Diffuse Large B-cell Lymphoma (DLBCL) is the most common non-Hodgkin lymphoma worldwide. It is a heterogeneous disease in which one third of patients either do not respond to treatment or relapse within five years after chemotherapy. It is unclear whether epigenetic alterations are responsible for B cell lymphomas relapse phenotypes, such as increased aggressiveness and chemoresistance. To investigate how the B cell lymphoma epigenome evolves upon chemotherapy, we used Enhanced Reduced Representation Bisulfite Sequencing (ERRBS) to profile DNA methylation genome-wide in primary matched diagnosis-relapse DLBCL samples.
We interrogated 13 pairs of DLBCL diagnosis tumors and their matched relapse samples. In addition, we performed methylation profiling of normal tonsilar B cell subsets (Naïve and germinal center B cells) from two healthy human individuals. ERRBS provided DNA methylation levels at 3-4M CpG sites. When combining methylation levels from all interrogated CpG sites, we observed increased DNA methylation levels at CpG-islands (CGIs; p=3.5e-9, t-test) in DLBCLs compared to normal B cells, and stable or slightly decreasing methylation levels outside of CGIs (>10 kb away from known CGIs; p=0.057, t-test). There was no significant change in average DNA methylation levels from diagnosis to relapse either at CGIs or outside of CGIs. However, when we investigated DNA methylation changes at gene promoters, we identified 107 consistently differentially methylated promoters between diagnosis and relapse (> 10% DNA methylation alteration and p < 0.05, paired t-test). Pathway analysis of the corresponding genes using iPAGE identified several pathways and processes associated with either hyper or hypo-methylated genes in relapse, demonstrating that methylation changes associated with relapse are functionally coherent. For example, several genes with TGF-beta receptor activity displayed lower DNA methylation in relapse.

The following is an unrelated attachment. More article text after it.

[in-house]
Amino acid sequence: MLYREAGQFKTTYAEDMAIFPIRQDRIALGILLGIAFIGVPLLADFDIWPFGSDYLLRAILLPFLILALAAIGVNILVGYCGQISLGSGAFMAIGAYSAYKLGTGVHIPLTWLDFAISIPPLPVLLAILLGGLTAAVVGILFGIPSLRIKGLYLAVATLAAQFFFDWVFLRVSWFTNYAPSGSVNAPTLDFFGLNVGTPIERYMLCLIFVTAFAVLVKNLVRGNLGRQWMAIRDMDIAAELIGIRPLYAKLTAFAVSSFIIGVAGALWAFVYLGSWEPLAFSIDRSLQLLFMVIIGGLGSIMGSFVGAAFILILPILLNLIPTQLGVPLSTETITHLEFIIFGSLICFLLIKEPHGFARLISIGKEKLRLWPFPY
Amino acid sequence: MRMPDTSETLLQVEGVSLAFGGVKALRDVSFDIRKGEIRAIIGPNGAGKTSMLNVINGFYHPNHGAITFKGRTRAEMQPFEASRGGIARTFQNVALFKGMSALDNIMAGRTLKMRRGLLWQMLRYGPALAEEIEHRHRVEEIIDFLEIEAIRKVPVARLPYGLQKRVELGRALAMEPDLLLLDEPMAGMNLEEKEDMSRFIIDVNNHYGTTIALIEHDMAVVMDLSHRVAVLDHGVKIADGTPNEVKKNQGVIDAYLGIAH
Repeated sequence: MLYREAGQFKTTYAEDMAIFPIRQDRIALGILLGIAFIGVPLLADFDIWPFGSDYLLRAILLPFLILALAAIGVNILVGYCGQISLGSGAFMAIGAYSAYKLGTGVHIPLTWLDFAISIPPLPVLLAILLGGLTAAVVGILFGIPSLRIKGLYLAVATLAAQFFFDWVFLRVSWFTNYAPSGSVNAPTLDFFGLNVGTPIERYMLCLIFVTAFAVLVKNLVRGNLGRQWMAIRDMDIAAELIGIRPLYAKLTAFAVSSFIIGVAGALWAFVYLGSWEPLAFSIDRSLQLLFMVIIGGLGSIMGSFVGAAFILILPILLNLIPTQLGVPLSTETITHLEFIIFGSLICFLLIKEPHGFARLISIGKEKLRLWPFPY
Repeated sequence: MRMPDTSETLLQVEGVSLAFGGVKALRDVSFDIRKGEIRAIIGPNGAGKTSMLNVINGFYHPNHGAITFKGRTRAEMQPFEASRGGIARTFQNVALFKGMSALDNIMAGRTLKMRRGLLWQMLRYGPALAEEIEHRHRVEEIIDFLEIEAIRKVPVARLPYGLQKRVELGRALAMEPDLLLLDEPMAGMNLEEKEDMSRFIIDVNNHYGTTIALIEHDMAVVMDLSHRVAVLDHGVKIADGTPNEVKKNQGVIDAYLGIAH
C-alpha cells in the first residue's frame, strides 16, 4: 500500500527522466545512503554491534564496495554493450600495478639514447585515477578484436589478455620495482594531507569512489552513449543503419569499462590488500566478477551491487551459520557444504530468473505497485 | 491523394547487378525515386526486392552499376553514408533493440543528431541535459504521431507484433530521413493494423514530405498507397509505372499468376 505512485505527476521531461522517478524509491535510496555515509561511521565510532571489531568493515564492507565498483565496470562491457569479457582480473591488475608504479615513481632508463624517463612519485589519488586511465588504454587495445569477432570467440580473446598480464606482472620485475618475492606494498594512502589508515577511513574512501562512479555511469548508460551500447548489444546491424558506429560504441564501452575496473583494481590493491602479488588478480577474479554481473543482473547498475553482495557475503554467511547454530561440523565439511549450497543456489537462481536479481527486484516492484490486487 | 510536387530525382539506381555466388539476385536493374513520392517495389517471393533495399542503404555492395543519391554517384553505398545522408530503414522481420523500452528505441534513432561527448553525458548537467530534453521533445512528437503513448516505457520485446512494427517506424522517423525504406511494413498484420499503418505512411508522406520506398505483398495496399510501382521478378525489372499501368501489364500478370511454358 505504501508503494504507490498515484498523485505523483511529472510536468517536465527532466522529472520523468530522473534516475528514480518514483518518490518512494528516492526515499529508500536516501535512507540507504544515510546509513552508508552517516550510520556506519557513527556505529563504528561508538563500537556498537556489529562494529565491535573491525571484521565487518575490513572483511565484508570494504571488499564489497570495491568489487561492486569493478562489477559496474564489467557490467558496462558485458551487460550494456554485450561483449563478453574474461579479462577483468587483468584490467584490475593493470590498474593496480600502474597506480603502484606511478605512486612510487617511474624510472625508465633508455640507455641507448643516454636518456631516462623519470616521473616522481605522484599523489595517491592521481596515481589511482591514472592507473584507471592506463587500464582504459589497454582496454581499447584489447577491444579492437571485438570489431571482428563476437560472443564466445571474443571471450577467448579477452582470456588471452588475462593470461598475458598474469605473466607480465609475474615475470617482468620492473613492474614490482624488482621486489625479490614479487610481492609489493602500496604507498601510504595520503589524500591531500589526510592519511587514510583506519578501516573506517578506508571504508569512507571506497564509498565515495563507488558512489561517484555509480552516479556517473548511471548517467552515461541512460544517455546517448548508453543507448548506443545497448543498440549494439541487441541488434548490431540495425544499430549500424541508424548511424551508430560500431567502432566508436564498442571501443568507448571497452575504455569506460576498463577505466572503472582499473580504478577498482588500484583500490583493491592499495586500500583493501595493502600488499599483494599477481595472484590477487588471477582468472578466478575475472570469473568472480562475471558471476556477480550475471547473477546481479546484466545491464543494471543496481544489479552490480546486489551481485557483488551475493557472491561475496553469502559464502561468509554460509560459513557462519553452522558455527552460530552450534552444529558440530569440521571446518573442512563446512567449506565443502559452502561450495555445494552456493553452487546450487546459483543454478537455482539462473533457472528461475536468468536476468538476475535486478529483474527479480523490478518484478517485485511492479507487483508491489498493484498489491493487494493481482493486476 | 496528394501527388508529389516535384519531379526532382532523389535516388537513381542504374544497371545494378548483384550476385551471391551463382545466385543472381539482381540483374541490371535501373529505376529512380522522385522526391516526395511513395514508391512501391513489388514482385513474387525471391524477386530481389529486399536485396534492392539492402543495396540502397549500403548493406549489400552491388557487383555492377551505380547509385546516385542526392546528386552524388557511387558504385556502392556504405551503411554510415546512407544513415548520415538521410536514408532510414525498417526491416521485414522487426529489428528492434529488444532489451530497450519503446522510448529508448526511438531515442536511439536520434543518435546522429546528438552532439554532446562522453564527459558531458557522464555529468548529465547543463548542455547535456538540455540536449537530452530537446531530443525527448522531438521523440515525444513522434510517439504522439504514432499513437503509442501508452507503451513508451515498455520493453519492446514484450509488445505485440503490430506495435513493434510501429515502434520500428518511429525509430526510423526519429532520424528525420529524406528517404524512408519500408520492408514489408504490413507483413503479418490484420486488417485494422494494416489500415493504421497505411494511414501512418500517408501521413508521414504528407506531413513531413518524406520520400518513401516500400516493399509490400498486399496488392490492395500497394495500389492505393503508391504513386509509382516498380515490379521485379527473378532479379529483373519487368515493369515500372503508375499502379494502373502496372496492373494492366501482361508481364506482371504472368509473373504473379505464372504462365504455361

Taking advantage of single CpG resolution and high coverage provided by ERRBS, we then sought to investigate the extent of allele-specific methylation (ASM) levels in normal tissues and DLBCL patients. We found increased ASM levels in DLBCLs compared to normal tissues (p=0.0011, t-test) confirming observations in solid tumors. There was no significant change in ASM levels from diagnosis to relapse (p=0.24, t-test). These results suggest that methylation changes associated with lymphomagenesis might frequently involve one allele only, perhaps due to differential nuclear localization of individual chromosomes. However allele-specific methylation may not play a key role in lymphoma progression.
Finally, we investigated whether intra-tumor methylation heterogeneity at diagnosis would predict whether a DLBCL patient would relapse. We quantified intra-tumor methylation heterogeneity using a statistical approach based on the probability that two randomly sampled DNA molecules from the tumor cell populations differ from each other in their methylation pattern. We found decreased intra-sample methylation heterogeneity in DLBCLs compared to normal germinal center B cells (p=1.9e-4, t-test), consistent with the clonal origin of tumors. 12 out of 13 pairs also displayed decreased methylation heterogeneity from diagnosis to relapse, which is also consistent with clonal selection upon chemotherapy treatment. We then performed ERRBS on primary tumors from 8 DLBCL patients who have not relapsed five years after treatment. We found that non-relapse patients displayed significantly lower intra-tumor methylation heterogeneity as compared to that of the relapsed patients (p=0.047, t-test), which suggests that increased epigenetic diversity within a population of tumor cells at diagnosis might fuel the Darwinian evolutionary process underlying relapse. We also looked at genetic clonal heterogeneity based on next-generation sequencing of somatic hypermutation profiles in IGH VDJ sequences, but found no differences between relapsed and not relapsed patients (p=0.22, Wilcoxon test). This suggests that epigenetic heterogeneity plays a more substantial role than clonal heterogeneity in fueling the relapse phenotype.
In summary, this study provides the first comprehensive characterization of aberrations in DNA methylation in relapse DLBCLs and identified epigenetic diversity in DLBCLs as a potential predictor of relapse.
No relevant conflicts of interest to declare.
Asterisk with author names denotes non-ASH members.